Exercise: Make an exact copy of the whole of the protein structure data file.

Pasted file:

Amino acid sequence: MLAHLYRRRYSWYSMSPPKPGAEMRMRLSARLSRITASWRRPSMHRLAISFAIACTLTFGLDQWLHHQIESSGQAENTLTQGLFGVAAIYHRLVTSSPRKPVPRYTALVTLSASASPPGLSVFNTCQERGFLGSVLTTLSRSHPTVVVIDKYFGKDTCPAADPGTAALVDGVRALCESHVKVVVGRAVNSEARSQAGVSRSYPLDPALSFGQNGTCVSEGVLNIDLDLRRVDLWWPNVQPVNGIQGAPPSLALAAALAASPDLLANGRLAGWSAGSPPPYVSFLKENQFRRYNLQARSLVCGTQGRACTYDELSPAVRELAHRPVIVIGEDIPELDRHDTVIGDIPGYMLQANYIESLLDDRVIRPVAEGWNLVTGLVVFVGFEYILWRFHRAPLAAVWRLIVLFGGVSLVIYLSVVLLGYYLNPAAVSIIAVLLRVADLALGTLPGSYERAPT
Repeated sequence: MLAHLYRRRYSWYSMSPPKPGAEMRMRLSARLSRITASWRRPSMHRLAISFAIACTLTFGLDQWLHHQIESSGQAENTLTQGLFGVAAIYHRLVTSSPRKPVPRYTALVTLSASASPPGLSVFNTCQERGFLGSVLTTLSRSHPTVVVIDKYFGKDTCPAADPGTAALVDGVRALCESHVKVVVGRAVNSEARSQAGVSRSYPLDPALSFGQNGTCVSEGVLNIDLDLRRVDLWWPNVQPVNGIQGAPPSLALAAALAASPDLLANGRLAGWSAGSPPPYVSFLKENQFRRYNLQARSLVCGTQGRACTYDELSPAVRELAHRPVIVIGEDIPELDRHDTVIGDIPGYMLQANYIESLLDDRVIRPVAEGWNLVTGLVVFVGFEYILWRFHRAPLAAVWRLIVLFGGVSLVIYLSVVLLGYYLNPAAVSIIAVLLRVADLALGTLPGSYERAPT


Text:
Amino acid sequence: MLAHLYRRRYSWYSMSPPKPGAEMRMRLSARLSRITASWRRPSMHRLAISFAIACTLTFGLDQWLHHQIESSGQAENTLTQGLFGVAAIYHRLVTSSPRKPVPRYTALVTLSASASPPGLSVFNTCQERGFLGSVLTTLSRSHPTVVVIDKYFGKDTCPAADPGTAALVDGVRALCESHVKVVVGRAVNSEARSQAGVSRSYPLDPALSFGQNGTCVSEGVLNIDLDLRRVDLWWPNVQPVNGIQGAPPSLALAAALAASPDLLANGRLAGWSAGSPPPYVSFLKENQFRRYNLQARSLVCGTQGRACTYDELSPAVRELAHRPVIVIGEDIPELDRHDTVIGDIPGYMLQANYIESLLDDRVIRPVAEGWNLVTGLVVFVGFEYILWRFHRAPLAAVWRLIVLFGGVSLVIYLSVVLLGYYLNPAAVSIIAVLLRVADLALGTLPGSYERAPT
Repeated sequence: MLAHLYRRRYSWYSMSPPKPGAEMRMRLSARLSRITASWRRPSMHRLAISFAIACTLTFGLDQWLHHQIESSGQAENTLTQGLFGVAAIYHRLVTSSPRKPVPRYTALVTLSASASPPGLSVFNTCQERGFLGSVLTTLSRSHPTVVVIDKYFGKDTCPAADPGTAALVDGVRALCESHVKVVVGRAVNSEARSQAGVSRSYPLDPALSFGQNGTCVSEGVLNIDLDLRRVDLWWPNVQPVNGIQGAPPSLALAAALAASPDLLANGRLAGWSAGSPPPYVSFLKENQFRRYNLQARSLVCGTQGRACTYDELSPAVRELAHRPVIVIGEDIPELDRHDTVIGDIPGYMLQANYIESLLDDRVIRPVAEGWNLVTGLVVFVGFEYILWRFHRAPLAAVWRLIVLFGGVSLVIYLSVVLLGYYLNPAAVSIIAVLLRVADLALGTLPGSYERAPT